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Issue #680a – Special to ION Magazine: August, 2020

One thing everybody should be concerned about these days is privacy.  I don’t mean that in the context of closing your drapes, or making sure people don’t overhear your conversations in public, but rather information protection.  There are a whole host of organizations and business to whom your personal information is digital gold, and they go to great lengths to obtain it.  Conventional wisdom says that they should obtain your permission first, but that’s not always the case.

Take your cell phone for instance.  If you’re like me, you’ve been caught off guard by your phone telling you stuff like “25 minutes to get to work. Traffic is light.”  How does the phone even know I’m going to work?  Well, all smartphones have the Global Positioning System (GPS) built-in, though it’s usually called something a little more user-friendly, like Location Services.  Your phone uses this feature to determine where it is.  It also knows when it is taking these readings by using its built-in clock/calendar.  By taking periodic readings over time, your phone actually watches where you go and when, and by extrapolating patterns, it can tell with surprising accuracy where you are going at any given time on any given day.

Don’t believe me? Well for those of you who own an iPhone, do the following.  Go to Settings, and select “Privacy” then “Location Services.”  Scroll all the way down to the bottom, and open “System Services.”  At the bottom of the first grouping, you’ll find something called “Significant Locations” which you will need a PIN, Touch ID, or a face scan to access.  Once you’re in you will see a list of places you’ve visited over time.  You can even click on them and see them marked on a map.    Now, Apple claims that these data are “end-to-end encrypted and cannot be read by Apple.”  Maybe so, but how many times have you seen a cell phone in the news because the FBI or some other law enforcement agency wants to get into it and see exactly what you’re looking at right now?  Yes, it can be done, and it is done with increasing frequency.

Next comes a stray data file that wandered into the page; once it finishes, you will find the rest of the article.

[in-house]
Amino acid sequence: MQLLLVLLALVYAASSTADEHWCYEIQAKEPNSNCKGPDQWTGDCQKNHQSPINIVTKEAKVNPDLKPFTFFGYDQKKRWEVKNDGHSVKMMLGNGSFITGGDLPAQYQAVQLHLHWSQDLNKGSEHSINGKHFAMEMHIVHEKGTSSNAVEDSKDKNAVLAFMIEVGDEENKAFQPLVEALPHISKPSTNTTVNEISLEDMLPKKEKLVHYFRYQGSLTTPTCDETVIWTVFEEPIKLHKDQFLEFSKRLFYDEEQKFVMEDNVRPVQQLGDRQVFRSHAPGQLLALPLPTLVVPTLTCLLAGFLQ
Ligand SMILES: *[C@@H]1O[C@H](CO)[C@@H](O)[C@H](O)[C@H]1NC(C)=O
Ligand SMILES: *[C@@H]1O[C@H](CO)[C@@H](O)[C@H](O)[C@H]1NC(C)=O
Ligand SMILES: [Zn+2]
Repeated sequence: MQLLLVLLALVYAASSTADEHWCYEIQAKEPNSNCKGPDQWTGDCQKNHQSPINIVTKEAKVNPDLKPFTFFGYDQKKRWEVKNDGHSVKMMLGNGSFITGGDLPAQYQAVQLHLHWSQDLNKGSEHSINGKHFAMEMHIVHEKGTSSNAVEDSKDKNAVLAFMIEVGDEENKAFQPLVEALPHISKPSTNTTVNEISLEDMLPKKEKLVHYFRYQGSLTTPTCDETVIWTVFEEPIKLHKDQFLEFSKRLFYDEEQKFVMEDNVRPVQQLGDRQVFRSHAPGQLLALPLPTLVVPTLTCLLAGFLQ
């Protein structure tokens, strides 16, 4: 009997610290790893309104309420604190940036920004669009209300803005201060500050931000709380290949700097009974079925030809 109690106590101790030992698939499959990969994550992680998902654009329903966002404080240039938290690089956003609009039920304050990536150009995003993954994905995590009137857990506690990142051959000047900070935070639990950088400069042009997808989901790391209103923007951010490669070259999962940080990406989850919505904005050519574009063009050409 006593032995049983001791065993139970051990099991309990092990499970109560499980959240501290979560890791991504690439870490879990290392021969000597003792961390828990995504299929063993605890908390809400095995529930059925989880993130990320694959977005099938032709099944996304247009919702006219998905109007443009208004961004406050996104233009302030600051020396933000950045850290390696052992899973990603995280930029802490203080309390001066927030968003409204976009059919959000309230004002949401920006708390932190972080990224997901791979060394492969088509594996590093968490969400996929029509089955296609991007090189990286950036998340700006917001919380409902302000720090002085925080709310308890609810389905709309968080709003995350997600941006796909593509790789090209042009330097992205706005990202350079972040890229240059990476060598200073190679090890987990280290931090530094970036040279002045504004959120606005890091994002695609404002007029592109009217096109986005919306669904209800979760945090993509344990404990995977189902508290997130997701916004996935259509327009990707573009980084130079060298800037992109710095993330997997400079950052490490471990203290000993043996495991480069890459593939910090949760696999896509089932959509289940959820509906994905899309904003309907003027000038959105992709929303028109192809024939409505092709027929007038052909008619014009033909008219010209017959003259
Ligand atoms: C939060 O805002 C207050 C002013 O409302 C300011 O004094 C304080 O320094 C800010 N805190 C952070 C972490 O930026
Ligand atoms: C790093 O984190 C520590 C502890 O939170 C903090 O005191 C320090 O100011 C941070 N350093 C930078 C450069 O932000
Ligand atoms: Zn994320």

Of course, you probably aren’t trying to hide a nefarious criminal history, but I think it’s important that you be aware of the information your phone is collecting on you.  And if this isn’t enough for you, back up to the first page of Settings and scroll all the way to the top, so the “Search” box is visible.  In that box, enter “COVID.” and perform a search.  Did you know the capability to track COVID-19 exposure had been added to your phone?  Neither did I.  To learn more about this feature, visit

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